WHAT DO MY TEST RESULTS MEAN?
Cervical Screening Test results include low-risk, intermediate-risk, and higher-risk.
- Low Risk: If no HPV is detected, you are at low risk of developing any abnormality and do not need another test for five years. If you have any symptoms (such as bleeding after sex or between periods) before your next test is due, you should always see a doctor.
- Intermediate Risk: If your test result shows HPV types (not 16 or 18) and the cells are normal, you will need to return for another HPV test in 12 months. Most people will clear the virus in this time. If the virus is still present on your second test, you will be asked to come back in another year.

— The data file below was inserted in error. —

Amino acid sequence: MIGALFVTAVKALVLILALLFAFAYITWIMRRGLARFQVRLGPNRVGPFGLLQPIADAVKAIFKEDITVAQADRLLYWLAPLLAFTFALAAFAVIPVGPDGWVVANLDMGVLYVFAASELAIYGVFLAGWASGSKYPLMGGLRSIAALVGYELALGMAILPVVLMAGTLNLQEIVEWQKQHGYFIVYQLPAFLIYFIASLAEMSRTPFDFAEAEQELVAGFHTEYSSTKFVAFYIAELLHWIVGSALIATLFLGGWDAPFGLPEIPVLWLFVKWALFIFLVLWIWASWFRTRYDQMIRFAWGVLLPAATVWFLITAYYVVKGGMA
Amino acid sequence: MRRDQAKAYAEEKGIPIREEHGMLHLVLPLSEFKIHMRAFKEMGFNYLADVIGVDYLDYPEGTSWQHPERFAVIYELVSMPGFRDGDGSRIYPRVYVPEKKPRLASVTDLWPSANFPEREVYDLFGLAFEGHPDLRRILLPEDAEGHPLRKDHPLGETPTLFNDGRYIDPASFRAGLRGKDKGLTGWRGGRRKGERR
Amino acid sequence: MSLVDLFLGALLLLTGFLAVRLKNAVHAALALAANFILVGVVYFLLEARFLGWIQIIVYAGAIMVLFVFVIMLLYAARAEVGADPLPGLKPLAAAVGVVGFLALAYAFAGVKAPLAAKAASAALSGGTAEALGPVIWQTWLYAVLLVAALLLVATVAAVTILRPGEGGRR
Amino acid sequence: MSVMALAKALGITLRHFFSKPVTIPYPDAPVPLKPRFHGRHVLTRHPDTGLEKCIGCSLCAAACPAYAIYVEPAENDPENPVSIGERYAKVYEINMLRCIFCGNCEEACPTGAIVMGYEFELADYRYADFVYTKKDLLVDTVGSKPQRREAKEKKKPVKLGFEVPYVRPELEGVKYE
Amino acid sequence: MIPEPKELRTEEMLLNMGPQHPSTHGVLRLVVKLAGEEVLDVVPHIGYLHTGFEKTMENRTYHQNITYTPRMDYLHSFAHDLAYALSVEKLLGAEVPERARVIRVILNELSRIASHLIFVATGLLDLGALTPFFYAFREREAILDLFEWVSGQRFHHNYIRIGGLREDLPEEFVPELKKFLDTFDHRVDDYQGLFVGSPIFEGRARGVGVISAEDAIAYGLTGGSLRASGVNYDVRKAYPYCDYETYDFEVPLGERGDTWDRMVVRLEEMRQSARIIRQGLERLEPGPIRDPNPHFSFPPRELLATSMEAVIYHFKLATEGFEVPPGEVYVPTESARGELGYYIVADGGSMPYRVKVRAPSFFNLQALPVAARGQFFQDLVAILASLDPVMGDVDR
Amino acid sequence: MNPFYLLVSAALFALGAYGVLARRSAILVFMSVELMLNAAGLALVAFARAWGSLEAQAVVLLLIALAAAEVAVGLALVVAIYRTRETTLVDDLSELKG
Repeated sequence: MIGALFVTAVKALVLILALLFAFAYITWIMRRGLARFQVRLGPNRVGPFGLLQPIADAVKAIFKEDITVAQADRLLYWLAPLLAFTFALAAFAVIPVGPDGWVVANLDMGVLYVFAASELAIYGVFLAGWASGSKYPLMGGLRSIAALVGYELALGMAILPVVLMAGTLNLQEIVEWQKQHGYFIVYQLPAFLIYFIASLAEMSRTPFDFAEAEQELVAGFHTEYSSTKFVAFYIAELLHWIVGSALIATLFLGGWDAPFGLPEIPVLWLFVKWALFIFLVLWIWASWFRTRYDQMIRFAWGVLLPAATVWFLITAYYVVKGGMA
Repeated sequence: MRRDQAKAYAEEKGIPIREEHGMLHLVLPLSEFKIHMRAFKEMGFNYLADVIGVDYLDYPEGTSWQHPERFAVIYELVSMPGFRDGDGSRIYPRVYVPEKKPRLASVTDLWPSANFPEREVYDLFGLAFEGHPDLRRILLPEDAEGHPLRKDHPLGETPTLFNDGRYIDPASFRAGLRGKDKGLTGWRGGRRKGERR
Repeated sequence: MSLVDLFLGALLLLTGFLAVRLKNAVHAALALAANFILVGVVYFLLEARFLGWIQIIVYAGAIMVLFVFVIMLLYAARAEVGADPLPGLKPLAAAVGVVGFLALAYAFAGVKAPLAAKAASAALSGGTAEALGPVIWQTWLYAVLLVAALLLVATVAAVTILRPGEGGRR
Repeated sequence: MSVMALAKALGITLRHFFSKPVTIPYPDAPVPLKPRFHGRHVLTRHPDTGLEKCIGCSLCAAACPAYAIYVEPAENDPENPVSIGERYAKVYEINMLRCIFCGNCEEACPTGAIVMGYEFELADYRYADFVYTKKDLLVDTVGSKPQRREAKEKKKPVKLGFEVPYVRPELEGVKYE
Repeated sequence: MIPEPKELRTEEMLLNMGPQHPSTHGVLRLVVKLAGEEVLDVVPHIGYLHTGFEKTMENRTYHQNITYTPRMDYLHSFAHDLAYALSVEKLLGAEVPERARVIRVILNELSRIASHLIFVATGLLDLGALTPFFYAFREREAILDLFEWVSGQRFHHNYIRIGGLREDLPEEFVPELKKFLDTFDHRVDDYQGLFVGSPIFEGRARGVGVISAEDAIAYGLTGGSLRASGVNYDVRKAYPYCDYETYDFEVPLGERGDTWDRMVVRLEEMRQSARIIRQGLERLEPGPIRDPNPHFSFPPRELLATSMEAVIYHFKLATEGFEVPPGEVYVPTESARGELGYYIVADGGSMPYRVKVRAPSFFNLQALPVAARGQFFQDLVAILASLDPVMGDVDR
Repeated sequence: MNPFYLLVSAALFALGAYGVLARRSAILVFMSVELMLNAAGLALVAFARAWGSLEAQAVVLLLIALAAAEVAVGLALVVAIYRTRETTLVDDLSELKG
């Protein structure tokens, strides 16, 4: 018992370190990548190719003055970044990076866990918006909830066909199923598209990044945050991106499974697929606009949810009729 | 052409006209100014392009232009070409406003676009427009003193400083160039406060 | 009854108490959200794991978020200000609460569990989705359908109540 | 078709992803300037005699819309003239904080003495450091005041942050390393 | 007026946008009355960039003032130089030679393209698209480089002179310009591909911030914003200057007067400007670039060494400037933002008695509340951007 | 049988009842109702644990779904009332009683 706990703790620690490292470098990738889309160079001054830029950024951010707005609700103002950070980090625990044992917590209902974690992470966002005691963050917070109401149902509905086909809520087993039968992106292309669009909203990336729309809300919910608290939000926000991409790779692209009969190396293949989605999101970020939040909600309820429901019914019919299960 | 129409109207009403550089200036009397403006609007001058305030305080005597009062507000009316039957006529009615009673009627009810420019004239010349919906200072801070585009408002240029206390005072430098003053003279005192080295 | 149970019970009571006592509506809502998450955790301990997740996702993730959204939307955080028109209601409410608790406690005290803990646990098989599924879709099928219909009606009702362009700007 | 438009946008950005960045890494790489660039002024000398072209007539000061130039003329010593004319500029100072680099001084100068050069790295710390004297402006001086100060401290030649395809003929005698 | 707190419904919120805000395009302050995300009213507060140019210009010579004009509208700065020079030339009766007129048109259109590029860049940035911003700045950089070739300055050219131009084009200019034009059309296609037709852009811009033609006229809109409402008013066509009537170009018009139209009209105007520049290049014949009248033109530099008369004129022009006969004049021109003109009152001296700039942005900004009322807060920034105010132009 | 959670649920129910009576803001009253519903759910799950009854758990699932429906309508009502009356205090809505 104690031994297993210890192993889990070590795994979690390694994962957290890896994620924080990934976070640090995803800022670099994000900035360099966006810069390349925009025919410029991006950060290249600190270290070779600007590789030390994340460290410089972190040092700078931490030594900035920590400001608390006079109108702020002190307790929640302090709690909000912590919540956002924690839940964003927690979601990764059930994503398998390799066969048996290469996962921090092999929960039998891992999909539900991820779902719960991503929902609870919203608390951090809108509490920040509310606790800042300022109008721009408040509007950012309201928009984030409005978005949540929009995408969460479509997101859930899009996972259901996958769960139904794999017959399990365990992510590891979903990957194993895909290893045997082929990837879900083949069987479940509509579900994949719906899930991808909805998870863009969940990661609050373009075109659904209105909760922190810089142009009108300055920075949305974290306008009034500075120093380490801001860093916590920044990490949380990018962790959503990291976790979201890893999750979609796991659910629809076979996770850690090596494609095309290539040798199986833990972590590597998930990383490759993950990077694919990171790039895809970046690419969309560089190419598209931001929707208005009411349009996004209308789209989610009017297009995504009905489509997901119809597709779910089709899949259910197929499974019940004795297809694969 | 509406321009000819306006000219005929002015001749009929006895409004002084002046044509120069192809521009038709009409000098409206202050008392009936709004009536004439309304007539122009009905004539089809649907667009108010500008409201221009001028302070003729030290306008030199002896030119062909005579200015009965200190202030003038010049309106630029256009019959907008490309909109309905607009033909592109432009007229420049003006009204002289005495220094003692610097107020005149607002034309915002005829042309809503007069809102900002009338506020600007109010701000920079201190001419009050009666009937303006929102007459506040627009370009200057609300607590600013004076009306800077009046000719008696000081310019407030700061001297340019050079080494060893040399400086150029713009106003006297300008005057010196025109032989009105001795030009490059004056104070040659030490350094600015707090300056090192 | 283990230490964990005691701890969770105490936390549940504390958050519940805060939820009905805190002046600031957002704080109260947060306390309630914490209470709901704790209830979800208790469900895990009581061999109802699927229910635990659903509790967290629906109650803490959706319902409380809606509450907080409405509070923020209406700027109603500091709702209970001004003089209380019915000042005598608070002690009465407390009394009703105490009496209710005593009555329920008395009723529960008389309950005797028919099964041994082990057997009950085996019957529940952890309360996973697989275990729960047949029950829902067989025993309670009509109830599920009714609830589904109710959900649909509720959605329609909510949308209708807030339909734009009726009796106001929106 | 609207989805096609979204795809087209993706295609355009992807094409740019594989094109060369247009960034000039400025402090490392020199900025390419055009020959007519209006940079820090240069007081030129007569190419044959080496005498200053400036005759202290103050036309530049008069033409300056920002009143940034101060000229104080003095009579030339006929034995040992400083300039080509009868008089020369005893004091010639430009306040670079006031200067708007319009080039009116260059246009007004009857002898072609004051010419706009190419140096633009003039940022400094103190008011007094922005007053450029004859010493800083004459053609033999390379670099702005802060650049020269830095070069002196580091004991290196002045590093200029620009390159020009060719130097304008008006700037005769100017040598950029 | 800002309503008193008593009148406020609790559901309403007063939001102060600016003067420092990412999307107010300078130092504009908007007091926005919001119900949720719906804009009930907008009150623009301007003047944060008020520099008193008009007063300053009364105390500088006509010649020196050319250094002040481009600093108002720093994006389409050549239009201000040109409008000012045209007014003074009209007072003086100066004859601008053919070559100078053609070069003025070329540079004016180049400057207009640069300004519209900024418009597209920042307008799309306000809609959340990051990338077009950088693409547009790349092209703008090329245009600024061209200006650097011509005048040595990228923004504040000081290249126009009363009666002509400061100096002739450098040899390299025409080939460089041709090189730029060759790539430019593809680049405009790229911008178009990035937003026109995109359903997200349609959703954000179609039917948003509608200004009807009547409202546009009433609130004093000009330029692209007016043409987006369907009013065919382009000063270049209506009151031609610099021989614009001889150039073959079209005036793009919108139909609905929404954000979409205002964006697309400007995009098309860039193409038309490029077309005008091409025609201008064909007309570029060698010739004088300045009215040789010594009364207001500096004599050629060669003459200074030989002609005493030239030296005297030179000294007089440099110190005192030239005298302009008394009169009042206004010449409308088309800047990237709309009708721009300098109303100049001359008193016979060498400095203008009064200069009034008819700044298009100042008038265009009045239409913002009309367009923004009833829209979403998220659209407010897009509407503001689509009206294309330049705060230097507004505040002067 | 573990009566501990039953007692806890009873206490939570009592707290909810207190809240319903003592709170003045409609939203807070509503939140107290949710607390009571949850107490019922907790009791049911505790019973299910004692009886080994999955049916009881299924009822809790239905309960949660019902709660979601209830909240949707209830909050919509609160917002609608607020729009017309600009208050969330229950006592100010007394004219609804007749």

- Higher Risk: If your test result shows HPV type 16 or 18, or other HPV types but the cells are quite abnormal, this means that you are at higher risk of developing an abnormality. You will need to return to see a doctor and be referred to a gynaecologist for further investigation.
WHAT IF I AM UNDER 25?
If you are under 25 and have already had a normal Pap smear in the past, then you do not need to have a Cervical Screening Test until you turn 25. If you are under 25 and have not yet had a Pap test, you will be invited to participate in the program when you turn 25.
IS IT SAFE FOR ME TO WAIT UNTIL 25 FOR MY FIRST TEST?
Yes, it is safe because:
- Cervical cancer is very rare in people under 25.
- Most young people will clear the virus themselves.
- Most young people are protected by the HPV vaccine, which reduces the risk of any abnormalities developing.
- Cervical screening did not make a difference in detecting cervical cancers under the age of 25.
- Young people were at risk of unnecessary treatment in the old cervical screening program.